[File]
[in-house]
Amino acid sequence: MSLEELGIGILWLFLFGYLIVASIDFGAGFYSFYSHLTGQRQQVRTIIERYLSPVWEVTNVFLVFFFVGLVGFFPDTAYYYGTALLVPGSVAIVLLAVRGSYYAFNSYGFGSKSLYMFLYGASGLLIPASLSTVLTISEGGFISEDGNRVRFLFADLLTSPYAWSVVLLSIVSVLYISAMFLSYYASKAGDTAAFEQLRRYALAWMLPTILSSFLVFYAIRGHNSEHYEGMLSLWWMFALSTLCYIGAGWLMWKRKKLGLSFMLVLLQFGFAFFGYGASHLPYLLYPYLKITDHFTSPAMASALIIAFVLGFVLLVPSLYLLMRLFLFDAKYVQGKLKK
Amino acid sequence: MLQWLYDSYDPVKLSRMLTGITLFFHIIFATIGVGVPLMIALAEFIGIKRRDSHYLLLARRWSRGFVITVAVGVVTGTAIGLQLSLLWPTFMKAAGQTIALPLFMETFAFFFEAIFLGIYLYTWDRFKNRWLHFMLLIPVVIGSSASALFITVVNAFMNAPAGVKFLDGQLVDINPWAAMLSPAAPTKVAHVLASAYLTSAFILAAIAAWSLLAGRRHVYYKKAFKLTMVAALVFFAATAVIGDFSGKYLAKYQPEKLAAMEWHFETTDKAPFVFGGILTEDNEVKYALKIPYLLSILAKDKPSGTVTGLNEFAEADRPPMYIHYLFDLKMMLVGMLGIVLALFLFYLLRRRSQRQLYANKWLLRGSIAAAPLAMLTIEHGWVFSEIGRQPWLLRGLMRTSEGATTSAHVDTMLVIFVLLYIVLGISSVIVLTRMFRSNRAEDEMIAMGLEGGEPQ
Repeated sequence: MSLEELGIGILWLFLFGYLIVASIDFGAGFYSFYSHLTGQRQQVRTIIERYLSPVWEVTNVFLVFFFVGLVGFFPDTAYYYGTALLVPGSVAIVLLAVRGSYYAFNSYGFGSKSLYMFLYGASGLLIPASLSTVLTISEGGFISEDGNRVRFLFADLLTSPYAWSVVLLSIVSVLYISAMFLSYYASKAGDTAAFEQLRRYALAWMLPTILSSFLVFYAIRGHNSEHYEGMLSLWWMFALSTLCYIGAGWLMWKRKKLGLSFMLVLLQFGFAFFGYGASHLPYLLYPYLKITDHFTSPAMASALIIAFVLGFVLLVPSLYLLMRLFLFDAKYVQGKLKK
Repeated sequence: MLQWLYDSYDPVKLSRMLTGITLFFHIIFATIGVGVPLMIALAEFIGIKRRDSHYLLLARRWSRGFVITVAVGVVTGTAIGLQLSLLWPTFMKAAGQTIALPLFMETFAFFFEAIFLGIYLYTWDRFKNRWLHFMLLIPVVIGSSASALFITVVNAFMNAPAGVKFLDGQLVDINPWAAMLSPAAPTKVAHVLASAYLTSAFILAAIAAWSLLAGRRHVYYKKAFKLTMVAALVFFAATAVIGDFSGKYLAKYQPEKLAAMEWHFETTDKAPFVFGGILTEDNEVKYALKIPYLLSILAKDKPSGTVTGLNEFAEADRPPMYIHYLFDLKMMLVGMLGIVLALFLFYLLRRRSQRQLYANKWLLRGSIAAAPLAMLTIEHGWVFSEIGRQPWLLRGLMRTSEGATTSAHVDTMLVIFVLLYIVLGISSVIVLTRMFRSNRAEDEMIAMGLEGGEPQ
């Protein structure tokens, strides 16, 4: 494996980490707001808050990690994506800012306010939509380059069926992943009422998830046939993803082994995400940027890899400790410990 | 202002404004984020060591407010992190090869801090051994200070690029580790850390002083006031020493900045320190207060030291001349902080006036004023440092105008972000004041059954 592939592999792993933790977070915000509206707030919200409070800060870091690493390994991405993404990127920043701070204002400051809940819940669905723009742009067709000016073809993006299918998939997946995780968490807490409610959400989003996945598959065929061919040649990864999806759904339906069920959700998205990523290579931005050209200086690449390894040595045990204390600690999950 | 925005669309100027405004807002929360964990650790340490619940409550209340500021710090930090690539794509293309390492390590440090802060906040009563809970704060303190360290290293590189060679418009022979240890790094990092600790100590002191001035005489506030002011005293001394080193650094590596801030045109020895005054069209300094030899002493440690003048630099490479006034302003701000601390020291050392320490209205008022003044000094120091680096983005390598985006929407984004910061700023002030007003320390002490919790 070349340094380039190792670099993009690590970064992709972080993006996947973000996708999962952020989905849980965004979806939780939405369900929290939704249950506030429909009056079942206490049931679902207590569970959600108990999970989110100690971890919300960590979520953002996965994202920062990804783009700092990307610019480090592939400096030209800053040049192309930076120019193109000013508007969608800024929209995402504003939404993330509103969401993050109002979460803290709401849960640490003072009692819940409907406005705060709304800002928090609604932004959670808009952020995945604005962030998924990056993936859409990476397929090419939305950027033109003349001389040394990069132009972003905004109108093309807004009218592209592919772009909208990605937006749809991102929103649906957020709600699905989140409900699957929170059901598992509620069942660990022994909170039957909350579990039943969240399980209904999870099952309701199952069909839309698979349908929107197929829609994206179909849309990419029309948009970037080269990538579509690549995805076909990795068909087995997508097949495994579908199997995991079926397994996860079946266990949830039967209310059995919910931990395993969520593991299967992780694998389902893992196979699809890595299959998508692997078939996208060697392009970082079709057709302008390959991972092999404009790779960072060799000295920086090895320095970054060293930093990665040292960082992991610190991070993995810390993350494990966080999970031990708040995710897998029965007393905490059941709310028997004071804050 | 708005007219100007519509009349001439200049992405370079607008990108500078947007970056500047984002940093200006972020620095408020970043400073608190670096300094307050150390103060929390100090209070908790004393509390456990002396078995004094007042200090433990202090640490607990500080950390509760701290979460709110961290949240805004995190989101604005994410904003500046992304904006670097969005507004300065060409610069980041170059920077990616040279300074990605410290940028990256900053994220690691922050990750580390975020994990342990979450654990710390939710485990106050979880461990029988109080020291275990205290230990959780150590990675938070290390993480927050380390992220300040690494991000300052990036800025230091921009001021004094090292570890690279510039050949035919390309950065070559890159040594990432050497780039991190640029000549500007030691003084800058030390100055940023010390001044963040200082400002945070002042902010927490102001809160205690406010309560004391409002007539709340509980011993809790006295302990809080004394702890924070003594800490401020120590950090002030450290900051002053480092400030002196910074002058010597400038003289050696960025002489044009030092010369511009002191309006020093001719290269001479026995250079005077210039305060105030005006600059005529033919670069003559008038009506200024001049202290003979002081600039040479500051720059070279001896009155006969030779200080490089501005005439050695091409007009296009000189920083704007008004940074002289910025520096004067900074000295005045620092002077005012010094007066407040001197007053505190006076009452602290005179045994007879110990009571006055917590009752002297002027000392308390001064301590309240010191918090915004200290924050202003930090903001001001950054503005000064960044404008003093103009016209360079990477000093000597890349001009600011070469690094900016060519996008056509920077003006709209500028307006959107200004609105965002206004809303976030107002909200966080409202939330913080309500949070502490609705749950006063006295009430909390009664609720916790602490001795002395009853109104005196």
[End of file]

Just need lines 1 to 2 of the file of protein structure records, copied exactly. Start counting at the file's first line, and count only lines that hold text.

[in-house]
Amino acid sequence: MSLEELGIGILWLFLFGYLIVASIDFGAGFYSFYSHLTGQRQQVRTIIERYLSPVWEVTNVFLVFFFVGLVGFFPDTAYYYGTALLVPGSVAIVLLAVRGSYYAFNSYGFGSKSLYMFLYGASGLLIPASLSTVLTISEGGFISEDGNRVRFLFADLLTSPYAWSVVLLSIVSVLYISAMFLSYYASKAGDTAAFEQLRRYALAWMLPTILSSFLVFYAIRGHNSEHYEGMLSLWWMFALSTLCYIGAGWLMWKRKKLGLSFMLVLLQFGFAFFGYGASHLPYLLYPYLKITDHFTSPAMASALIIAFVLGFVLLVPSLYLLMRLFLFDAKYVQGKLKK